ecause the salmon is the most stately fish that any one can angle for in fresh water. Therefore I intend to begin with him. The salmon is a noble fish, but he is difficult to catch. For commonly he lies only in deep places of great rivers.
And for the most part he keeps to the middle of the water: that a man cannot come at him. And he is in season from March until Michaelmas.
In which season you should angle for him with these baits when you can get them. First, with a red worm in the beginning and end of the season.
And also with a grub that grows in a dunghill. And especially with an excellent bait that grows on a water dock.
And he doesn't bite at the bottom but at the float.
Also you may take him: but it is seldom seen with a dubbed hook at such times as he leaps, in the same style and manner as you catch a trout or a grayling.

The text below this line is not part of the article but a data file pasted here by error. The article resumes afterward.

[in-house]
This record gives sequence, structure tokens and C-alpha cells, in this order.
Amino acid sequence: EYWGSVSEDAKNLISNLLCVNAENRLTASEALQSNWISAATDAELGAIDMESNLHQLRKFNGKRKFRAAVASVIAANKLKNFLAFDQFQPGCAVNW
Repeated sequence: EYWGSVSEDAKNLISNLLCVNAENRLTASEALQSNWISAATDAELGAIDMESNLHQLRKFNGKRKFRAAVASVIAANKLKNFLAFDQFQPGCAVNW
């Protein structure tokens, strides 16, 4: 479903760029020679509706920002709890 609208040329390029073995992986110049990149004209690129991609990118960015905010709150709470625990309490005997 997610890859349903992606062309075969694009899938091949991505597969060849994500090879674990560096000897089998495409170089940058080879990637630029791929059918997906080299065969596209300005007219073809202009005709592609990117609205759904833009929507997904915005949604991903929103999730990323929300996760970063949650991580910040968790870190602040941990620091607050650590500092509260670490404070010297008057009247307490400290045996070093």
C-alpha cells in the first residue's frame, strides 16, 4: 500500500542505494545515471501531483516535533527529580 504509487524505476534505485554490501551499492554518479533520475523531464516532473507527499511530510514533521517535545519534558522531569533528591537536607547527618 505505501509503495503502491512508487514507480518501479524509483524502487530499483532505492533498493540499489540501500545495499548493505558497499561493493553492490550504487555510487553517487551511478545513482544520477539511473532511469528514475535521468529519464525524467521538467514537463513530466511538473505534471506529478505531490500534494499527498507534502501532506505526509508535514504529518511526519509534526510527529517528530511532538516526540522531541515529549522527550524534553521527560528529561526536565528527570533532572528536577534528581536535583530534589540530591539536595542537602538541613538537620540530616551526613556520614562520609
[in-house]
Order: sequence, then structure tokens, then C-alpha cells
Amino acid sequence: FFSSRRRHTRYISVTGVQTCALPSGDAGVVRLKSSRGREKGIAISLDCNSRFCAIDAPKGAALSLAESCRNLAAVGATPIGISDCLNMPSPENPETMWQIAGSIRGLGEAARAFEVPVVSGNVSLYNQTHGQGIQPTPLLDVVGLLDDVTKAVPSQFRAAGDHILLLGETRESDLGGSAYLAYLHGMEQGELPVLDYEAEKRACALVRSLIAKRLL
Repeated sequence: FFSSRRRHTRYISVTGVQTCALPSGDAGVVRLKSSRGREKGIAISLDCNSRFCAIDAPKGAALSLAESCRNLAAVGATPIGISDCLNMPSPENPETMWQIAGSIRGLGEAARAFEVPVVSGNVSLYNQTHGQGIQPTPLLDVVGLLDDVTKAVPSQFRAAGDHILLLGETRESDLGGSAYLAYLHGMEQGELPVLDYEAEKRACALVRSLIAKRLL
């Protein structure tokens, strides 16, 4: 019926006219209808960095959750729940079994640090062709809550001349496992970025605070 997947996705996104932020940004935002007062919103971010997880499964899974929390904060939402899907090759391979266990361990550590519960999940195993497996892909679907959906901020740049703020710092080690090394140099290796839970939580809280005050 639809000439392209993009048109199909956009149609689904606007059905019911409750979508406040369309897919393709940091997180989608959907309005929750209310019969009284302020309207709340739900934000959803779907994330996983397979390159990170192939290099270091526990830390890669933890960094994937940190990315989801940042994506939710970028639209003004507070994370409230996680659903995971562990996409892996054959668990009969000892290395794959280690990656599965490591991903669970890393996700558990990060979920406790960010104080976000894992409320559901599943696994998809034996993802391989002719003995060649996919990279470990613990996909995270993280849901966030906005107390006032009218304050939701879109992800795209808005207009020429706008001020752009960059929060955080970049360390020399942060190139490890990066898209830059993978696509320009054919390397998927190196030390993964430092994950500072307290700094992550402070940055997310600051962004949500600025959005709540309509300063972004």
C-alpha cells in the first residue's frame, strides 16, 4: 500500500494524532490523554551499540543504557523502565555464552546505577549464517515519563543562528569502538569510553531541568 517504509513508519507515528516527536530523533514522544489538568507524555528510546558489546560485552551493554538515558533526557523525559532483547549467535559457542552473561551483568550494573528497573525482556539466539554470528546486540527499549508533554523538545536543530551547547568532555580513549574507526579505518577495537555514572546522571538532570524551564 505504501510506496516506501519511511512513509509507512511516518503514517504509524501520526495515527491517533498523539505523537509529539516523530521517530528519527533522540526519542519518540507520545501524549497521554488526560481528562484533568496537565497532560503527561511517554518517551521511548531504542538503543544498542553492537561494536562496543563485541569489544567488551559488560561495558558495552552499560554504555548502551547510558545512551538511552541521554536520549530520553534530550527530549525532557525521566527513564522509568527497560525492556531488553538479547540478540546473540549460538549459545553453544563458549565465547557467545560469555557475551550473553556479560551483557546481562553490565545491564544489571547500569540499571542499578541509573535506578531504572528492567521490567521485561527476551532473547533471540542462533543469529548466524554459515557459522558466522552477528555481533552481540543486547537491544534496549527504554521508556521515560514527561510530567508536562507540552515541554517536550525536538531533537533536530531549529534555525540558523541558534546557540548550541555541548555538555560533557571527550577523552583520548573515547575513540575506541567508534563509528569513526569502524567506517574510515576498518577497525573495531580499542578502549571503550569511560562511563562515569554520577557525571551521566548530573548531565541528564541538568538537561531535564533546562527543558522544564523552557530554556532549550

And these baits are well proven baits for the salmon.
The trout, because he is a right dainty fish and also a right fervent biter, we shall speak of next. He is in season from March until Michaelmas. He is on clean gravel bottom and in a stream.
You can angle for him at all times with a lying or running ground-line: except in leaping time and then with a dubbed hook; and early with a running ground-line, and later in the day with a float line.
You shall angle for him in March with a minnow hung on your hook by the lower nose, without float or sinker: drawing it up and down in the stream till you feel him take. In the same time, angle for him with a ground-line with an red worm as the most sure.